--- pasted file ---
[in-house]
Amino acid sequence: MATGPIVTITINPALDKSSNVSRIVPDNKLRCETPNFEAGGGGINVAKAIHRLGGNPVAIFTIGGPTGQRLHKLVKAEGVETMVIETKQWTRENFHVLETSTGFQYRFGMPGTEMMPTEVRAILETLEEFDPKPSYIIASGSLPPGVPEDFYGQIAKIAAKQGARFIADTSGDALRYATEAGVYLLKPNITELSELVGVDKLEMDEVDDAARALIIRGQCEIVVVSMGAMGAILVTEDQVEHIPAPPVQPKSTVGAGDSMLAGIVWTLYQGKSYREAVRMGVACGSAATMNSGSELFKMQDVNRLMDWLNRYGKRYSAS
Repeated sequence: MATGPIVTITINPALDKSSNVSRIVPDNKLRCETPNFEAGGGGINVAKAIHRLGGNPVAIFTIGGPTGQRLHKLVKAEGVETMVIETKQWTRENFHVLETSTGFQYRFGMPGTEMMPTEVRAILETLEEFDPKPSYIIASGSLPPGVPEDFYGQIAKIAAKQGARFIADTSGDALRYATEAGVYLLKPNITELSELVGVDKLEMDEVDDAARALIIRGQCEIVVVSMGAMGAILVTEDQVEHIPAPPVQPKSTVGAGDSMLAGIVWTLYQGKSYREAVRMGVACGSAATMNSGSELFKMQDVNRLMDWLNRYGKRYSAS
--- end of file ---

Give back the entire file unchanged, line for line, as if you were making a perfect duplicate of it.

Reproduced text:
[in-house]
Amino acid sequence: MATGPIVTITINPALDKSSNVSRIVPDNKLRCETPNFEAGGGGINVAKAIHRLGGNPVAIFTIGGPTGQRLHKLVKAEGVETMVIETKQWTRENFHVLETSTGFQYRFGMPGTEMMPTEVRAILETLEEFDPKPSYIIASGSLPPGVPEDFYGQIAKIAAKQGARFIADTSGDALRYATEAGVYLLKPNITELSELVGVDKLEMDEVDDAARALIIRGQCEIVVVSMGAMGAILVTEDQVEHIPAPPVQPKSTVGAGDSMLAGIVWTLYQGKSYREAVRMGVACGSAATMNSGSELFKMQDVNRLMDWLNRYGKRYSAS
Repeated sequence: MATGPIVTITINPALDKSSNVSRIVPDNKLRCETPNFEAGGGGINVAKAIHRLGGNPVAIFTIGGPTGQRLHKLVKAEGVETMVIETKQWTRENFHVLETSTGFQYRFGMPGTEMMPTEVRAILETLEEFDPKPSYIIASGSLPPGVPEDFYGQIAKIAAKQGARFIADTSGDALRYATEAGVYLLKPNITELSELVGVDKLEMDEVDDAARALIIRGQCEIVVVSMGAMGAILVTEDQVEHIPAPPVQPKSTVGAGDSMLAGIVWTLYQGKSYREAVRMGVACGSAATMNSGSELFKMQDVNRLMDWLNRYGKRYSAS